“Takeover,” a new short opinion documentary produced by the New York Times, tells the story of the 1970 occupation of Lincoln Hospital in the Bronx by the Young Lords, a Puerto Rican revolutionary organization formed in the spirit of and in solidarity with the Black Panther Party.
The hospital, known to local residents as the “Butcher Shop,” served poor and predominately Puerto Rican and Black patients and was notorious for its appalling conditions and fatally inadequate health care. After repeated attempts by the Young Lords and others in the community to have city officials commit to remedying the situation and only get half-hearted promises, in the early morning hours of July 14, the group, led by Felipe Luciano, Juan Gonzalez, Iris Morales, Denise Oliver-Velez and others, took control of the hospital’s administrative offices, rechristening the facility as the “Casa del Pueblo,” or “People’s Hospital.”
In addition to the building of a new hospital that could adequately provide healthcare services for the community, the revolutionaries also demanded a Patient Bill of Rights—including door-to-door health check-ups, a free daycare center in every hospital, and free health care for all.
The takeover lasted 12 hours, with the Young Lords standing firm in a face-off with City Hall and NYPD officers mobilizing outside. In the end, city officials agreed to build a new hospital, and a Patient Bill of Rights —minus the Young Lords’ more revolutionary demands— became a reality nationwide.
“We were acting on behalf of our community and the deplorable conditions that existed,” Miguel “Mickey” Meléndez, who participated in the takeover, told Latino Rebels. “The name ‘Butcher Shop’ came from the horrendous experiences of the residents of the South Bronx at Lincoln Hospital. With the support of the community, we had the social, moral and political authority to ‘takeover’ the hospital. And we did and won!”
“As a young activist,” director Emma Francis-Snyder said, “I was involved in an attempt to occupy a building on my college’s campus. It didn’t go well. I wanted to learn more, so I began studying the civil rights and Black Power movements with Jeanne Theoharis to learn about successful modes of direct action in history. This is when I first encountered the Young Lords. I was so awed by their sophisticated operation and success, that I actually wrote my thesis on the takeover. One day I brought it to the Democracy Now studio to show Juan González, and I asked if I could interview him. He called me back and agreed to sit down with me. Ten years later, ‘Takeover’ is here.”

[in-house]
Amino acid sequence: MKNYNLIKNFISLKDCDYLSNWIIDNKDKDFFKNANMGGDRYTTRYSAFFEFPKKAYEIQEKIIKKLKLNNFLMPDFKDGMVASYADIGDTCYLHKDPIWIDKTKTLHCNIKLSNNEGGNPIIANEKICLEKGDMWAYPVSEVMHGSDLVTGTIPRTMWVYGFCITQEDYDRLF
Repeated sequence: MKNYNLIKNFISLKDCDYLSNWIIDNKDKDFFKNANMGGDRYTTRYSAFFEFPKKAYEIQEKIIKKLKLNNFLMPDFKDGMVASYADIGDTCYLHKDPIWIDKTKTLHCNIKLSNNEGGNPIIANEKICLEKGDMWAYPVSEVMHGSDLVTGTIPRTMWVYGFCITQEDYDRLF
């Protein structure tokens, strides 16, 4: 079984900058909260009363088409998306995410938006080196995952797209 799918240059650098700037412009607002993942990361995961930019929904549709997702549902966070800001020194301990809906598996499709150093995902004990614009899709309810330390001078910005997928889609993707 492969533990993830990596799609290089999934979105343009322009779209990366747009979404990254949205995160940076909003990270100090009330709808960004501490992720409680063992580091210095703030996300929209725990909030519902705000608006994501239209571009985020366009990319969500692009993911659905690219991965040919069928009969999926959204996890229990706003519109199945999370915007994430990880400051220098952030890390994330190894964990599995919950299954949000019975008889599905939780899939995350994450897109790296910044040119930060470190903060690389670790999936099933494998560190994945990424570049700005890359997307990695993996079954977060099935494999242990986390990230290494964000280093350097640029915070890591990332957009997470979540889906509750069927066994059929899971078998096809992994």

“We knew we were doing something big,” Meléndez said. “We could be beaten up or worse, shot. We were indeed scared knowing full well that we would only have control of the facility up until a certain point. Everyone was prepared to fight with the NYC police if it came to that. We were guided by love, respect, and determination to change the condition for the greater good, so we broke the law, and did it often.”
“As a director, I want to share positive stories of resistance,” Francis-Snyder explained in a press statement about the film. “I am constantly in awe of the strength, courage, and resilience of ordinary people who stand for change. In my work, I want to celebrate the collective successes and progress in our society and shed light on the real-life sacrifices that took place for basic human rights. Understanding why and how people risked their lives for others, in a world in which profit and power seem the arbiter of success, is ultimately what I want my work to be about; to communicate through cinema, to create films that can serve as agents of inspiration and change. I strive to shape the world we live in to be one that provides all people with the ability to move through life with dignity.”
“Looking back as well as looking forward,” Meléndez added, “I am proud that first of all, we gained the trust of our community. We had repeatedly demonstrated that we would put our lives between them and the ‘system.’
“It is what we dedicated our lives to do.”
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